This page describes common problems that users of Debian on the Linksys NSLU2 have run into. If you have any problems with your NSLU2, either while trying to install Debian or when running Debian, please look through this page carefully to see whether you can find a solution. If your problem is not covered here, feel free to contact the debian-arm list for help.
There can be a lot of reasons for that. The manual installation method involves a lot of different steps, so there's a lot of potential to get something wrong that will cause your NSLU2 not to boot. Please take a close look at the installation steps again and make sure you followed everything correctly. For example, if you used a non-standard disk layout, did you update
Some users connect a second disk or USB stick to their NSLU2 and find that the machine no longer boots. The reason for this is that Debian lenny uses names like
/dev/sda1 to refer to your disk but there is no guarantee for device ordering with USB devices. This means that when you connect a second drive, your
sda device might (or might not) become
sdb, causing Debian to fail to boot because it's trying to access the wrong drive.
The solution for this problem is to disconnect the second drive, boot into Debian and convert
/etc/fstab to use UUID (a unique ID for each partition), as explained on the tips and tricks page.
Some users have reported strange errors with their USB disk, such as data corruption and disk errors displayed in
dmesg. In some cases, the disks were simply broken or dying. However, in some cases the problem was related to lack of power. There's only so much power on the USB port, so you might have to use a separate power supply for your disk.
There can be many reasons why a NSLU2 no longer boots, ranging from a broken disk, to a bad upgrade or configuration. Unfortunately, it's often impossible to say what the problem is without the use of a serial console. The best solution is to connect a serial console to see what the problem is but not everyone can do that.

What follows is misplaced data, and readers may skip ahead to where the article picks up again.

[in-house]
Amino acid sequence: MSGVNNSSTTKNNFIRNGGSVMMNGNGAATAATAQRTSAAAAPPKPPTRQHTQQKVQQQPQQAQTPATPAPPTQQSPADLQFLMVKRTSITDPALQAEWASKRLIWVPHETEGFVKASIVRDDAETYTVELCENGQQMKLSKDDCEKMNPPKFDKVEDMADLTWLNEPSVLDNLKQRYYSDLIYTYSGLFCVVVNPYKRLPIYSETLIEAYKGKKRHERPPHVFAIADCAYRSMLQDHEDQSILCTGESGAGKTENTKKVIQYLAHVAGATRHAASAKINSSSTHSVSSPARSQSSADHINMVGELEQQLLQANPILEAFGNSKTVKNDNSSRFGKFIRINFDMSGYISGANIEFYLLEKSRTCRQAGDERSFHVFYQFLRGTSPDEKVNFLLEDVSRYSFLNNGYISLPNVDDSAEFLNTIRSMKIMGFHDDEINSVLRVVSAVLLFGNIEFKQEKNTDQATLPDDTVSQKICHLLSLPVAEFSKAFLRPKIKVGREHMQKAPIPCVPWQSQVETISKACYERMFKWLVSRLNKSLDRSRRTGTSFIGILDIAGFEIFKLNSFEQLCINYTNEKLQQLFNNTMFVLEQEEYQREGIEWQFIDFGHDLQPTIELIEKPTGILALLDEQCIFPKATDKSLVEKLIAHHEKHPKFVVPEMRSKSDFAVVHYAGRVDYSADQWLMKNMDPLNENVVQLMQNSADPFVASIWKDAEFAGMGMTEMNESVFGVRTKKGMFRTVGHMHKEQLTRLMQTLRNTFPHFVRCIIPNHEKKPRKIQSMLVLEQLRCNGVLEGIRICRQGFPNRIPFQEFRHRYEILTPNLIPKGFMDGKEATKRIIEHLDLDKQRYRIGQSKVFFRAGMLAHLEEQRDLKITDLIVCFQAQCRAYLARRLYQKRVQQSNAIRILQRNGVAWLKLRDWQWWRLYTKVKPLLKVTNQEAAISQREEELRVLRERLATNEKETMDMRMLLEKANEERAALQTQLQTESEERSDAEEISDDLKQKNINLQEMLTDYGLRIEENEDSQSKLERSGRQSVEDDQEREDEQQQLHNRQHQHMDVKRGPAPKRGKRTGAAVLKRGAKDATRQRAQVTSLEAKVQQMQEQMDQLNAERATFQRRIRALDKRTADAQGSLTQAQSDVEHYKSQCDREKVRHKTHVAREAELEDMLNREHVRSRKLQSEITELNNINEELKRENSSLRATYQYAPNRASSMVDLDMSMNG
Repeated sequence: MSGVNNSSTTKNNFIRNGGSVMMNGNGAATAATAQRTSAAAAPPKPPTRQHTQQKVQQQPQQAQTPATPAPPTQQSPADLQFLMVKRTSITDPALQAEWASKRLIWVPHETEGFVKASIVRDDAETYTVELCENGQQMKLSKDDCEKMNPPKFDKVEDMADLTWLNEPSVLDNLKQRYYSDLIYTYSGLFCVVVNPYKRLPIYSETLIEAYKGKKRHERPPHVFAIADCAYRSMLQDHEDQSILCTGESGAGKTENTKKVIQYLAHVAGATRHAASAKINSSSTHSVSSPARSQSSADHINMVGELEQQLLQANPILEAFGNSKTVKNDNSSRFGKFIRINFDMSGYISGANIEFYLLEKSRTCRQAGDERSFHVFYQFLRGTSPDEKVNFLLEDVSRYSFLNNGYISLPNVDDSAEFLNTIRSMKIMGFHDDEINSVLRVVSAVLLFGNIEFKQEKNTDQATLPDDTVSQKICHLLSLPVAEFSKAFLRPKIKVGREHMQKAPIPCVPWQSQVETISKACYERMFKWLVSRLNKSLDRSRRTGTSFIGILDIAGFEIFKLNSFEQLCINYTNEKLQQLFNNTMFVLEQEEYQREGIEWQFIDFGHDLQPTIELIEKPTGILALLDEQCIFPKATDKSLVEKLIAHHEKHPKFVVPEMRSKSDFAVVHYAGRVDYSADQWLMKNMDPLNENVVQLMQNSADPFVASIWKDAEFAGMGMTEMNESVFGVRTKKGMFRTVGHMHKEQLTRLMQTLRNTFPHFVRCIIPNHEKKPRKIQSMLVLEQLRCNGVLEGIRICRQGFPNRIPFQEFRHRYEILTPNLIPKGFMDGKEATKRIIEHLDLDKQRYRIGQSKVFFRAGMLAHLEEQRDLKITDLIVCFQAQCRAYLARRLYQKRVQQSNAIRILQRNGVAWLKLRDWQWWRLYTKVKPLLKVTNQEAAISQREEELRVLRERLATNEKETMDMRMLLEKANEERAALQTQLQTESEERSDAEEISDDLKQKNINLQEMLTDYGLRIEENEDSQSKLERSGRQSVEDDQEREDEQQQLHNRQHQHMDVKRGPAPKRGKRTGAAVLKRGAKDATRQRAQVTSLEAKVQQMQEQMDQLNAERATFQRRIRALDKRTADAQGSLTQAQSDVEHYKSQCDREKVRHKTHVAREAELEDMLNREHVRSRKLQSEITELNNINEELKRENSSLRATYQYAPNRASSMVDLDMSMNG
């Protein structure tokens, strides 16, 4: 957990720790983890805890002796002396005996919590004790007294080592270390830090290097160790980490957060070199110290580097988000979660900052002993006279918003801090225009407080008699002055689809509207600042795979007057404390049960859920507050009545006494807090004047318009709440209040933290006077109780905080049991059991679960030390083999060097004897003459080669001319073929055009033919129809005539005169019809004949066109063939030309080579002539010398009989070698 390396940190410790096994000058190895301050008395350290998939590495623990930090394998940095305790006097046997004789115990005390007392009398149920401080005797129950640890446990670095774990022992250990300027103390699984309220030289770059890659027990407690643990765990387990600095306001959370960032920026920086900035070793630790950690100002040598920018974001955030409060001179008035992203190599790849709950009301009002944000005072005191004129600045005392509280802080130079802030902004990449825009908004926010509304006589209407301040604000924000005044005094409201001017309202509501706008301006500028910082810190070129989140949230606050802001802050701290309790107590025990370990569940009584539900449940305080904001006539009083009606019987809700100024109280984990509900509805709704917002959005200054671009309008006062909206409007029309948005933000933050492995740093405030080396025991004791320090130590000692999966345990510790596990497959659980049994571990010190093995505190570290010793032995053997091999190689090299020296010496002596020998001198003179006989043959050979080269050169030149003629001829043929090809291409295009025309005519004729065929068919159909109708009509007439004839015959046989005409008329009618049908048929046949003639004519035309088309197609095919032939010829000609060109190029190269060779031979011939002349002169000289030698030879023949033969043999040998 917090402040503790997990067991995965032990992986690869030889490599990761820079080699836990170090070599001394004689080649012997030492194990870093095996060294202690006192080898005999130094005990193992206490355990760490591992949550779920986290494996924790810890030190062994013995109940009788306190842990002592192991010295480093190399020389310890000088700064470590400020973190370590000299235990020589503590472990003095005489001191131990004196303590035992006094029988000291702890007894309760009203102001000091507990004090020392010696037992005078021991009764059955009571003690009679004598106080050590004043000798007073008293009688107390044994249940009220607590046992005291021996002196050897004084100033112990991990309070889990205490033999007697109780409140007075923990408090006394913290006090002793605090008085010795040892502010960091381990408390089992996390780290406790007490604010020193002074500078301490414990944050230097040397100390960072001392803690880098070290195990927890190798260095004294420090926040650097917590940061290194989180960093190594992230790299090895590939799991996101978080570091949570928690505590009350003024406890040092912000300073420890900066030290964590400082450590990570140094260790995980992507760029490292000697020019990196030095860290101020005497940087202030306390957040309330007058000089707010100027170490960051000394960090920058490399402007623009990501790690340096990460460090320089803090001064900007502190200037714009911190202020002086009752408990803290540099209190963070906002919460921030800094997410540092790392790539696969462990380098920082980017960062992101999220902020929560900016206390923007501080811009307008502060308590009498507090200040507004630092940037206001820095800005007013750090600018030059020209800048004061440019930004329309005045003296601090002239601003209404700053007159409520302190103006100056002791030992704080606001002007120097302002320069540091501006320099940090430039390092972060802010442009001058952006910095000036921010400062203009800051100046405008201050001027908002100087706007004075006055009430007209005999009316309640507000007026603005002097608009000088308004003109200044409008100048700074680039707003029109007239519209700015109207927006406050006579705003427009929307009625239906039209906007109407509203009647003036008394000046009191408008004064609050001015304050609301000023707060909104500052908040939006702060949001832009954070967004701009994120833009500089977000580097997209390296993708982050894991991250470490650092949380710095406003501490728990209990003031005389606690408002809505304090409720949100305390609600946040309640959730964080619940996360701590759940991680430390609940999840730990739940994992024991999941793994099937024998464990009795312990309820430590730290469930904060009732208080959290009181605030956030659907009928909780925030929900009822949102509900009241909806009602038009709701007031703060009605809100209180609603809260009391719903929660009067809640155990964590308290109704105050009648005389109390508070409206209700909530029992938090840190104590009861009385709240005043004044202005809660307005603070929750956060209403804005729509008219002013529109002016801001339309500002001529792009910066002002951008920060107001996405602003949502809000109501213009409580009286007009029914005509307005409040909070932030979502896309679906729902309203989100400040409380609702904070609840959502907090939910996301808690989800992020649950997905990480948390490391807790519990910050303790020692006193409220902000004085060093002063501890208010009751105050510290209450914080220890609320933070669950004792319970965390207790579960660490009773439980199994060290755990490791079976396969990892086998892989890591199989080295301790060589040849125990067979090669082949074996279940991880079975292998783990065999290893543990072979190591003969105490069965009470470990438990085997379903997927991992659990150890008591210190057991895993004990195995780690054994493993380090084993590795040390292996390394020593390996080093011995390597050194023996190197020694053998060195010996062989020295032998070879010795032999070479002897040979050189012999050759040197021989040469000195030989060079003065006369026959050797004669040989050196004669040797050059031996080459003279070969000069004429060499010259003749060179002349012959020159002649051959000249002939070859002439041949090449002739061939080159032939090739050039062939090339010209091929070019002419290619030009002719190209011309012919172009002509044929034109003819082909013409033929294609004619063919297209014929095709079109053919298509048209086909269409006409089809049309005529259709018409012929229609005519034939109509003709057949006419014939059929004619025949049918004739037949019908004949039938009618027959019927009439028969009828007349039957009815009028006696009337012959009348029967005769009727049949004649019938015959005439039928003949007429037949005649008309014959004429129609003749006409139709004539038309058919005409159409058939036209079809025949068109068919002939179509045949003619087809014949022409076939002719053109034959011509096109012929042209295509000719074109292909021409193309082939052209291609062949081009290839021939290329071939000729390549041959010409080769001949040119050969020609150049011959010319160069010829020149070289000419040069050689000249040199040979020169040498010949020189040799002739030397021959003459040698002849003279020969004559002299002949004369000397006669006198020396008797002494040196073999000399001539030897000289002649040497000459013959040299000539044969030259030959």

Something you should try is to connect your USB drive to another PC and to check the log files:
sudo mount /dev/sda2 /mnt
Now you can look at the files in
/mnt/var/log, in particular at the file
syslog. If this file doesn't contain any information about the last boot attempt (which is quite likely), you can enable
bootlogd which will record early boot messages:
sudo sed -i "s/BOOTLOGD_ENABLE=No/BOOTLOGD_ENABLE=yes/" /mnt/etc/default/bootlogd sudo umount /mnt
Connect the drive to your NSLU2, boot it, wait a few minutes, then turn it off and connect the drive to your PC again and mount it. Now look at the file
/mnt/var/log/boot which might tell you more.
One common cause for boot problems is related to filesystem checks and running
fsck over all partitions may help. There are several reasons why this might help:
- The Linux ext3 filesystem has to be checked periodically. Even though Debian has been configured not to prompt the user during the filesystem check, it might still do so in case of serious errors. Without a serial console, this prompt means that your NSLU2 will hang waiting for user input.
- Some users have reported that the NSLU2 doesn't have enough RAM to perform a filesystem check on large disks (i.e. 200 GB or more).
Turn your NSLU2 off, connect the disk to another machine running Linux and run
fsck over all partitions containing data. On a normal Debian installation, this includes
sudo fsck /dev/sda1 sudo fsck /dev/sda2 sudo fsck /dev/sda6
If this doesn't help, there's one more thing you can try: remove the RTC battery and boot again. There have been various reports that the clock on the NSLU2 can get "stuck" and removing the battery helps.
If none of this helps, I'm afraid you probably have to connect a serial console or perform a new installation.